Legal Aspects of a Hit and Run Case

Getting into a vehicle accident might trigger some fairly primitive human instincts: our initial reaction may be to escape the scene if we believe we’ve done something wrong. Drivers in every state are required to stop at the site of an automobile collision if it is safe to do so.

  • Criminal charges may be filed if you flee the scene of an automobile accident.
  • If you conduct a hit-and-run, your driver’s license will most likely be suspended or canceled, and your auto insurance coverage may be invalidated.

What is Hit and Run?

In general, a hit and run happens when you are engaged in an automobile collision (either with a person, another car, or a fixed object) and then leave the area without identifying yourself or rendering aid to anyone who may require assistance. Any accident with an animal is included in the definition of “hit and run” in at least a few states.

In most places, it doesn’t matter if you were at fault for the vehicle collision. Simply leaving the site is enough to commit the crime. Several jurisdictions do not consider it a hit and run if you must leave the site of an accident to obtain emergency help—for example, by leaving a rural mobile phone “dead area” to gain a signal—as long as you return to the accident scene quickly.

Criminal Penalties in Hit and Run

The legal consequences of a hit-and-run differ from state to state. Depending on the circumstances, a hit-and-run might be categorized as a crime or a misdemeanor. Most states describe felony hit and run as fleeing the scene of an accident involving any form of injury to a person, whether the victim is a pedestrian or a vehicle occupant.

The consequences of a felony hit-and-run can be severe. Fines range from $5,000 to $20,000 in most states. And the possibility of jail as a result of a felony hit-and-run is extremely real. In some places, a felony hit and run can result in up to 15 years in jail, depending on the severity of the event and the injuries sustained.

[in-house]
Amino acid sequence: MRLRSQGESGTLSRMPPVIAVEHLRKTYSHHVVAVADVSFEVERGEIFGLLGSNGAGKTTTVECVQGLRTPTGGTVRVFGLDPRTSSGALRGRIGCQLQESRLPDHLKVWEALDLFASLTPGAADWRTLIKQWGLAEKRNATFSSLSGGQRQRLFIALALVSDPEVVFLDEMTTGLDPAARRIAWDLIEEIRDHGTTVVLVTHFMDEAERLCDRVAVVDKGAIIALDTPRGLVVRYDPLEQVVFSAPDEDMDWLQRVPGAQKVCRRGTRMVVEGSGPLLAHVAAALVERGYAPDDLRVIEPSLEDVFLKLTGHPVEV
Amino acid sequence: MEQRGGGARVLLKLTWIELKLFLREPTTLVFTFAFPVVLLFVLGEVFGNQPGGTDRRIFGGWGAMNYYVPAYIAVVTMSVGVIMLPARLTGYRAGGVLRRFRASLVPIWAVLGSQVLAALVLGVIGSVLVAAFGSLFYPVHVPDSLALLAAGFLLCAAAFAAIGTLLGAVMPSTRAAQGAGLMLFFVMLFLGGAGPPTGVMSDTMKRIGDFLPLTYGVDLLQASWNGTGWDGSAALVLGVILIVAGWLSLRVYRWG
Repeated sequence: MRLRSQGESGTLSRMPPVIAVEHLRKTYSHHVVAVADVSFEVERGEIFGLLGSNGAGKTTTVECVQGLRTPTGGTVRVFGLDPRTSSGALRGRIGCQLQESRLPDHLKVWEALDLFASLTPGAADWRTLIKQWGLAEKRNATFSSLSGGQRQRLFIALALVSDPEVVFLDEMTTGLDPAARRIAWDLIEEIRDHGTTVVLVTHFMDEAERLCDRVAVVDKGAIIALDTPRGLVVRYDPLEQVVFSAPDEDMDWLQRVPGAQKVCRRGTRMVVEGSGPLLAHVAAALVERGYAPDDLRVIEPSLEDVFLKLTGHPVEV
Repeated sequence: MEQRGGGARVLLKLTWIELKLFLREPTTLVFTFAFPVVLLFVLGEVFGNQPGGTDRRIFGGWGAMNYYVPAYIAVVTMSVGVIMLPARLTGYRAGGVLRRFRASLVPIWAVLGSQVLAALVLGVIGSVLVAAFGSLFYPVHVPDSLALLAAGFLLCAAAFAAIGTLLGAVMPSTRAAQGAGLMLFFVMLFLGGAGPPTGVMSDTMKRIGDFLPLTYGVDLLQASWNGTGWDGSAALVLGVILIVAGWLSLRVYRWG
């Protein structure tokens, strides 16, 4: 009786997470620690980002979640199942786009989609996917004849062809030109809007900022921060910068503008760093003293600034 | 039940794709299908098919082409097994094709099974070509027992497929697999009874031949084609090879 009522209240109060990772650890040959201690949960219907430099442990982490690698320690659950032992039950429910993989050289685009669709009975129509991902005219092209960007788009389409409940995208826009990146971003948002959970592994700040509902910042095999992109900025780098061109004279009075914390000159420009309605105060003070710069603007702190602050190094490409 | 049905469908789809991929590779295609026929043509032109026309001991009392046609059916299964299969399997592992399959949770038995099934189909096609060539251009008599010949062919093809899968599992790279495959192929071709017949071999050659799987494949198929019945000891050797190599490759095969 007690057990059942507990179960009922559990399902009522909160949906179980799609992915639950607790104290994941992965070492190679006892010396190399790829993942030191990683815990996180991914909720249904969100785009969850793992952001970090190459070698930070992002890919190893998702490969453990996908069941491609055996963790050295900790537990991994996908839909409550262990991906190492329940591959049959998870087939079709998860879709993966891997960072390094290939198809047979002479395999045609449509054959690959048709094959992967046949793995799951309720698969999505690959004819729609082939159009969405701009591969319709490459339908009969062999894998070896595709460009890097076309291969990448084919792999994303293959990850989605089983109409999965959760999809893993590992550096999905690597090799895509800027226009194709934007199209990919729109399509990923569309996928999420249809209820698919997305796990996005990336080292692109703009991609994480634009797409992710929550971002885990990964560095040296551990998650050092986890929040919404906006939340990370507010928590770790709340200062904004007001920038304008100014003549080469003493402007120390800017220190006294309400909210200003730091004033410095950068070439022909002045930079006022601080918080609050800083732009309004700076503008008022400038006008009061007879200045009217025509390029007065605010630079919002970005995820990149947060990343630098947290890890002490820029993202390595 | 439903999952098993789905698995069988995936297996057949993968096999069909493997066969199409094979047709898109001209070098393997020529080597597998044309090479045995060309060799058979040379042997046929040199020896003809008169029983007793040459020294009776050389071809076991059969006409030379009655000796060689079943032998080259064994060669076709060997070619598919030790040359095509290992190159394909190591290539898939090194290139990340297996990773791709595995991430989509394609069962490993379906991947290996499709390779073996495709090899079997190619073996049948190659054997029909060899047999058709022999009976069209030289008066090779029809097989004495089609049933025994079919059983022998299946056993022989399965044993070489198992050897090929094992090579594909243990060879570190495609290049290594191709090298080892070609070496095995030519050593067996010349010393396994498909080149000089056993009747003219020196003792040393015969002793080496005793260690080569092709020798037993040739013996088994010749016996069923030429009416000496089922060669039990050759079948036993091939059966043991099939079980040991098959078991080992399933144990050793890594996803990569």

Remember that a hit-and-run may be charged as a misdemeanor rather than a felony. While the term “misdemeanor” may seem innocuous to some, misdemeanors in most states are punishable by a substantial fine of up to $5,000 as well as up to one year in prison.

Civil Penalties

If you are the one who caused the accident, another party may file a lawsuit against you for the losses they sustained. A case like this might seek monetary damages for medical costs, missed earnings, and property damage.

Of course, if you are found to be at blame for the vehicle accident, even if you did not perform a hit and run at the site of the accident, you will face a lawsuit. However, if you are found to be responsible for a hit and run in addition to causing the accident, the damages that a court requires you to pay would almost certainly be doubled. Punitive penalties, often known as “treble damages,” are imposed by several jurisdictions for hit-and-run drivers.